The breeze tickled the rigging and sat softly in the sails that we had centred so that the booms wouldn't sway on the swell of the sea without the wind to hold them rigid. Before getting the chance to sheet out a little Leslie emerged from his cabin.

'Why the fuck aren't we moving? Sheet out! How long have you been sailing like this for? We should be miles further!'

'Good Morning Leslie.'

So unaware he was that he had arrived with this feint breeze. He stayed for a while and set the sails, grunted something in oldy worldy talk and went back down below. Oh well, we're steadily moving ahead and catching up with some more boats.

A steady course of East was adhered to as this seemed to be where the fleet was going. As they funnelled closer ahead of us we would know that we were close to the waypoint.

Leslie reappears, dressed and ready for the day, crumbs in his beard and the froth of a good morning coffee adorning his moustache.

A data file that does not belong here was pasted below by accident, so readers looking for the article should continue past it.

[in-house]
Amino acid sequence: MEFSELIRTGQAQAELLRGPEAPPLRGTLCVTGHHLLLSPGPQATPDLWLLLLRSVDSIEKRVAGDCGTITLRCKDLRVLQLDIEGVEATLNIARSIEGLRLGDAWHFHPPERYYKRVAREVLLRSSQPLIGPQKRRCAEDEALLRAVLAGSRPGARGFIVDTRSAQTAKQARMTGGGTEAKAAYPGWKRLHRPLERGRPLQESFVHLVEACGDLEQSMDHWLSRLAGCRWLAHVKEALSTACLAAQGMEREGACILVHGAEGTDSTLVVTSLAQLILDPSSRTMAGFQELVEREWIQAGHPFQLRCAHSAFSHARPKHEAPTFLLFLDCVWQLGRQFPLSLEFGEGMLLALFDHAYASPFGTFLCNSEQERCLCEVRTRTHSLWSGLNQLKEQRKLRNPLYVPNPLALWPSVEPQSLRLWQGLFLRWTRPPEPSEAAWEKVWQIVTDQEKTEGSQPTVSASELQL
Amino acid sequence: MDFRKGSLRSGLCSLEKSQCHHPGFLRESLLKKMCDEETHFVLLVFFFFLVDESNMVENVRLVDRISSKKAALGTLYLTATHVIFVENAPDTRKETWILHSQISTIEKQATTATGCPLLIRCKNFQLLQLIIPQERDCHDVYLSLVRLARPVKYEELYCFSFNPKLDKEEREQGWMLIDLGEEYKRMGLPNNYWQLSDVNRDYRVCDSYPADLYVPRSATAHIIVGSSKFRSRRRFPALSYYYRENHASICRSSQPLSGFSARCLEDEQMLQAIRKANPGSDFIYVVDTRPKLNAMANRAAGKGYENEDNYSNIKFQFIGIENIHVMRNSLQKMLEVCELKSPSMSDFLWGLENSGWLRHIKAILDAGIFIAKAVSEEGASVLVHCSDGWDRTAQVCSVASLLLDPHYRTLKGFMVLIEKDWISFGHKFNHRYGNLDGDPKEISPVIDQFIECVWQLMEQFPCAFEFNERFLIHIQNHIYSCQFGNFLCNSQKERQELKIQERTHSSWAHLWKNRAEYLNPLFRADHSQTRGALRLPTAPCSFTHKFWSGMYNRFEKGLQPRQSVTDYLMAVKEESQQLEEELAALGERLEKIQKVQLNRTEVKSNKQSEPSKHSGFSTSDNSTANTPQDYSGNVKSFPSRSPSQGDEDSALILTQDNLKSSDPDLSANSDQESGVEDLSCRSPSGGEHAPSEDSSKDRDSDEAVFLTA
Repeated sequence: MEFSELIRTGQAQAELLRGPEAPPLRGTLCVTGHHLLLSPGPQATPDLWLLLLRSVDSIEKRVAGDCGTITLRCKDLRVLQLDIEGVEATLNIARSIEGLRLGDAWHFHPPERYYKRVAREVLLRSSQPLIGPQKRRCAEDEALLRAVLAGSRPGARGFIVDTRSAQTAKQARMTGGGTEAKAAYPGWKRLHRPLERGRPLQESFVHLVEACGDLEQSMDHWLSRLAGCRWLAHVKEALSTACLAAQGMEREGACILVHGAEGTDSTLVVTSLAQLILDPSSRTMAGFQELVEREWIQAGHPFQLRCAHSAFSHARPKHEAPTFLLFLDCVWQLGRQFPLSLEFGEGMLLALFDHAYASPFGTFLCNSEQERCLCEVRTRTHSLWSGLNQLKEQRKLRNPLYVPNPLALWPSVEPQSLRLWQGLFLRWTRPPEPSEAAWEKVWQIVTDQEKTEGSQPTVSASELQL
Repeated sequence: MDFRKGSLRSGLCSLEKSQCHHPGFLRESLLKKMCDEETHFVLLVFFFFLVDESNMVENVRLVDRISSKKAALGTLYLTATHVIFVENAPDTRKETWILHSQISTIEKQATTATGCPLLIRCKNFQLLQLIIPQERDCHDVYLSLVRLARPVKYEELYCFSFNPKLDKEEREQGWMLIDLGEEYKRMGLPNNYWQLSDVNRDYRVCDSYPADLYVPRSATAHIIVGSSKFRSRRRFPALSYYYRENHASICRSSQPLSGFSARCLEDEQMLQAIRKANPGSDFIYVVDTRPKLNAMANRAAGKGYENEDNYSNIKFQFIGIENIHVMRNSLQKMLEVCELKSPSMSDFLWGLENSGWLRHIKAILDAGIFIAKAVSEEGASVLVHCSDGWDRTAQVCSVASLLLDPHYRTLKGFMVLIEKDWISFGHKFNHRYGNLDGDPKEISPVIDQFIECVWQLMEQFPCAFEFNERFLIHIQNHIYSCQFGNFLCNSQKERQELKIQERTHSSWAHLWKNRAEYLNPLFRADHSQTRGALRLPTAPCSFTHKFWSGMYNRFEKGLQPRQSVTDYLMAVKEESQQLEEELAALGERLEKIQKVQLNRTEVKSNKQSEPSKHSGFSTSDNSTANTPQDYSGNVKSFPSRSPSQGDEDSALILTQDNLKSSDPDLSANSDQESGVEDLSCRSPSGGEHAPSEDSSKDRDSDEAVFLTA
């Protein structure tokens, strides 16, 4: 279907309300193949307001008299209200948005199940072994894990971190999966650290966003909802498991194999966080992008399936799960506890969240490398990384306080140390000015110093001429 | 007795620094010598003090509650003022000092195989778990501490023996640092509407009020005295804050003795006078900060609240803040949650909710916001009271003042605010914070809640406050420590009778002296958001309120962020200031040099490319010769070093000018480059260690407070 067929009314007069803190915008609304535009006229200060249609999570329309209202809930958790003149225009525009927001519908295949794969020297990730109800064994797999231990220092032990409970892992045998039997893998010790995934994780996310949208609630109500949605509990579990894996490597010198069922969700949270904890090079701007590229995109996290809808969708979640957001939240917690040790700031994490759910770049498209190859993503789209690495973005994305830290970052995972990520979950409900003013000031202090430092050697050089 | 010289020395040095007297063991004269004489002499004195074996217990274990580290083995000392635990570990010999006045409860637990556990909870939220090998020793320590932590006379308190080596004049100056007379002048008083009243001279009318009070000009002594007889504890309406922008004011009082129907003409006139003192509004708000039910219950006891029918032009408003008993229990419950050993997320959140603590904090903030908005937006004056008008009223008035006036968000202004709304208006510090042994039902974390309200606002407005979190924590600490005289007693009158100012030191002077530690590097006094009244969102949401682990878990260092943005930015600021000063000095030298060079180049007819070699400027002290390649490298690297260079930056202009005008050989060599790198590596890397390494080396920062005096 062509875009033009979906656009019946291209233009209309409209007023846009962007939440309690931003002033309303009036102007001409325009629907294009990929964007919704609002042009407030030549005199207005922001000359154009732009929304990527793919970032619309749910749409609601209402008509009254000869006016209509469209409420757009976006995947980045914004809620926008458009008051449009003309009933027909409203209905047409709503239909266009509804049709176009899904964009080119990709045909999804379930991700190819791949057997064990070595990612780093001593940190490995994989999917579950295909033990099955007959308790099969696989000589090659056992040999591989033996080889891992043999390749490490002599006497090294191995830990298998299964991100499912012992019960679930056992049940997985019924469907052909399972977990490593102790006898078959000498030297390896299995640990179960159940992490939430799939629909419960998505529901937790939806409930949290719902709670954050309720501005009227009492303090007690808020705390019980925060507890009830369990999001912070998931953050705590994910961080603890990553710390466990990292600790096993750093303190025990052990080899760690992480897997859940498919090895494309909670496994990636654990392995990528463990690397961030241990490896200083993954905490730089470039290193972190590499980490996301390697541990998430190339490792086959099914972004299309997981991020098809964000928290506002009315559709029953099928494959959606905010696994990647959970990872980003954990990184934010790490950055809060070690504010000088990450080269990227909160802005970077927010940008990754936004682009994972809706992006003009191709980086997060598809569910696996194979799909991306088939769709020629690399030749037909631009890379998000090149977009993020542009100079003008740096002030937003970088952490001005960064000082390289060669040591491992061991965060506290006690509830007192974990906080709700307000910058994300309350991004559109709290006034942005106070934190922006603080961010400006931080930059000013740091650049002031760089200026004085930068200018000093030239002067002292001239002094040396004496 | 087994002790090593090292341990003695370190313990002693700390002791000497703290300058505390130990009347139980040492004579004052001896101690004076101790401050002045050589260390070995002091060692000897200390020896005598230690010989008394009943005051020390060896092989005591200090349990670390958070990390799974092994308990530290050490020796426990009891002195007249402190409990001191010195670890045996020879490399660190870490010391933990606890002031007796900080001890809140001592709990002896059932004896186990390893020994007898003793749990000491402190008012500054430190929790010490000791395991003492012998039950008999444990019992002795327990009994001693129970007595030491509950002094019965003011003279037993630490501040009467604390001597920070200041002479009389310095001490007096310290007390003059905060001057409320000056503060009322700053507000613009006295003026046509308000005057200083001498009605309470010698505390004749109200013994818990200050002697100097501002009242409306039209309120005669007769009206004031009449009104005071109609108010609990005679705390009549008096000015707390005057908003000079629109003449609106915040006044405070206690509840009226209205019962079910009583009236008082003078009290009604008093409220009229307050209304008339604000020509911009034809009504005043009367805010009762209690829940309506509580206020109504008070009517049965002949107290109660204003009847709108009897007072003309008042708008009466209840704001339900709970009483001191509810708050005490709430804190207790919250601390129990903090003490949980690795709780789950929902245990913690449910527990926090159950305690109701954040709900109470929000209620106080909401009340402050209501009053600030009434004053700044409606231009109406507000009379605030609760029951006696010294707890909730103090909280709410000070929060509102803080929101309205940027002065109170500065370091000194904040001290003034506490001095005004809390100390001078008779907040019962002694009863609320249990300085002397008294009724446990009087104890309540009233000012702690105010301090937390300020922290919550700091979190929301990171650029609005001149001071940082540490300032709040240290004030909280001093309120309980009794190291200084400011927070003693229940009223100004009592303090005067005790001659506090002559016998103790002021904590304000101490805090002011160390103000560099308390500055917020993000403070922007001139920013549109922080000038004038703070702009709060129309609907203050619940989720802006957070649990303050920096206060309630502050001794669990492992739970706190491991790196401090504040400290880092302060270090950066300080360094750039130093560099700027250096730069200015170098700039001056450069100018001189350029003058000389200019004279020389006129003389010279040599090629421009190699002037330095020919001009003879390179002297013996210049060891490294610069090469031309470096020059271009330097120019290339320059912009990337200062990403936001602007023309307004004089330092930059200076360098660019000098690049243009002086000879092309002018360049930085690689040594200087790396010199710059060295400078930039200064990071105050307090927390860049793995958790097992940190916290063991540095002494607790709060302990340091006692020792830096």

'Why the fuck are we heading East?'

'Good morning Leslie...'

', because apparently in that pack that you once had with the race rules in, there were a list of waypoints. We don't have that pack so we're following the fleet for the second marker.'

'Bollocks! It's a race, we want Greenock, that's North, so head North!'



The rest of the crew either began to arrive to take on their watch or simply enjoy the morning's sailing. The wind was rising to a force 4 and from the beam. Perfect for Irene. No one would believe  us that there had been no wind and that we'd actually gone backwards in the night.

Sacha arrived and asked why we were heading North when we agreed to follow the fleet, I nodded to Leslie.

'For fuck sake.'

'I know Sacha, but we're going North now, waypoint two is a write off, let's find if and where number three is and actually hit it.'

So I hand over the watch to a tired eyed and grumpy Sacha. The sun warms up the deck and we sit and soak up the joy of fair weather sailing.

'Och aye! Morrrrnin, BOP! Squaaark! Squaaaaaark! Scottish Maid!!!...'

'Morning Eric!'

You crazy bastard.